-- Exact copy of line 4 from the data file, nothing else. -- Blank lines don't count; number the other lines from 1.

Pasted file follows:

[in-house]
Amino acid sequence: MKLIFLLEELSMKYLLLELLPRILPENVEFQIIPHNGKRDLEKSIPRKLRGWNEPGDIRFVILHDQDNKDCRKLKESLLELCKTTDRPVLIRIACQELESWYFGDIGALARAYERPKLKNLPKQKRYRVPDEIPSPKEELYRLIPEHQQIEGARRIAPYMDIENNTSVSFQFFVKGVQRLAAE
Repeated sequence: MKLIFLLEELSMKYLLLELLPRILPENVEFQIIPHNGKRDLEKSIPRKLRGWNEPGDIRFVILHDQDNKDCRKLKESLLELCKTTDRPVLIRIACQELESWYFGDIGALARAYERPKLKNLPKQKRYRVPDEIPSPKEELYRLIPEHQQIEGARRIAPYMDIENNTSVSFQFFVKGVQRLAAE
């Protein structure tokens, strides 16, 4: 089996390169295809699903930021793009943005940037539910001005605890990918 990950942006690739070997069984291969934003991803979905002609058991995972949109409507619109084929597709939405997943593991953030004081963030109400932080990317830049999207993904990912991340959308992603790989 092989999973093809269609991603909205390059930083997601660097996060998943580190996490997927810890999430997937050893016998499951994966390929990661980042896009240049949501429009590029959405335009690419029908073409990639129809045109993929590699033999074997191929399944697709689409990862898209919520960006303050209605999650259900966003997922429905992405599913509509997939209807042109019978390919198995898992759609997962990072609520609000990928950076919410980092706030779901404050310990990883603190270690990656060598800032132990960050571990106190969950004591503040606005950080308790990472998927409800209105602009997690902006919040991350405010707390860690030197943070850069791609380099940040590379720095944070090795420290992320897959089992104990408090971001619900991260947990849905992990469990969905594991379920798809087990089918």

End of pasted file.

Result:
């Protein structure tokens, strides 16, 4: 089996390169295809699903930021793009943005940037539910001005605890990918 990950942006690739070997069984291969934003991803979905002609058991995972949109409507619109084929597709939405997943593991953030004081963030109400932080990317830049999207993904990912991340959308992603790989 092989999973093809269609991603909205390059930083997601660097996060998943580190996490997927810890999430997937050893016998499951994966390929990661980042896009240049949501429009590029959405335009690419029908073409990639129809045109993929590699033999074997191929399944697709689409990862898209919520960006303050209605999650259900966003997922429905992405599913509509997939209807042109019978390919198995898992759609997962990072609520609000990928950076919410980092706030779901404050310990990883603190270690990656060598800032132990960050571990106190969950004591503040606005950080308790990472998927409800209105602009997690902006919040991350405010707390860690030197943070850069791609380099940040590379720095944070090795420290992320897959089992104990408090971001619900991260947990849905992990469990969905594991379920798809087990089918």